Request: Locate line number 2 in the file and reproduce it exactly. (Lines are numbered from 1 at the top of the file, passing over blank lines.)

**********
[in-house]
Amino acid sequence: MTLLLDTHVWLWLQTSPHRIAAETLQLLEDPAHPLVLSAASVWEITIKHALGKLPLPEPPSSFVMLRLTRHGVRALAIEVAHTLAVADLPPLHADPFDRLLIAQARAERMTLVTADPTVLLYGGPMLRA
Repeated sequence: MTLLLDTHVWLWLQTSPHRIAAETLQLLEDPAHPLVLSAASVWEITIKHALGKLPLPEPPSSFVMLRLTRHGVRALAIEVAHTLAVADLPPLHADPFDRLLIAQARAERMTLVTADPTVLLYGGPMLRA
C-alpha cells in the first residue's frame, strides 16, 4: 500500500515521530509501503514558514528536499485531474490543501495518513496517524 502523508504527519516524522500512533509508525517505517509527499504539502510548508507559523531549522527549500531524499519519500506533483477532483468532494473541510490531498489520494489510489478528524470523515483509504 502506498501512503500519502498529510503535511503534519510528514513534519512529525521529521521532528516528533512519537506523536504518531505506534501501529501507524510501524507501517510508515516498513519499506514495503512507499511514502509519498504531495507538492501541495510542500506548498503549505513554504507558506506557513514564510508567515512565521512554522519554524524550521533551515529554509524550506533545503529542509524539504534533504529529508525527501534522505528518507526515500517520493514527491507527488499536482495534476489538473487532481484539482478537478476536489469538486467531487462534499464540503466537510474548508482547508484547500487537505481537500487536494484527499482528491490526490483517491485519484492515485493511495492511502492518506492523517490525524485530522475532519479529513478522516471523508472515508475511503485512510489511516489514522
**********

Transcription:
Amino acid sequence: MTLLLDTHVWLWLQTSPHRIAAETLQLLEDPAHPLVLSAASVWEITIKHALGKLPLPEPPSSFVMLRLTRHGVRALAIEVAHTLAVADLPPLHADPFDRLLIAQARAERMTLVTADPTVLLYGGPMLRA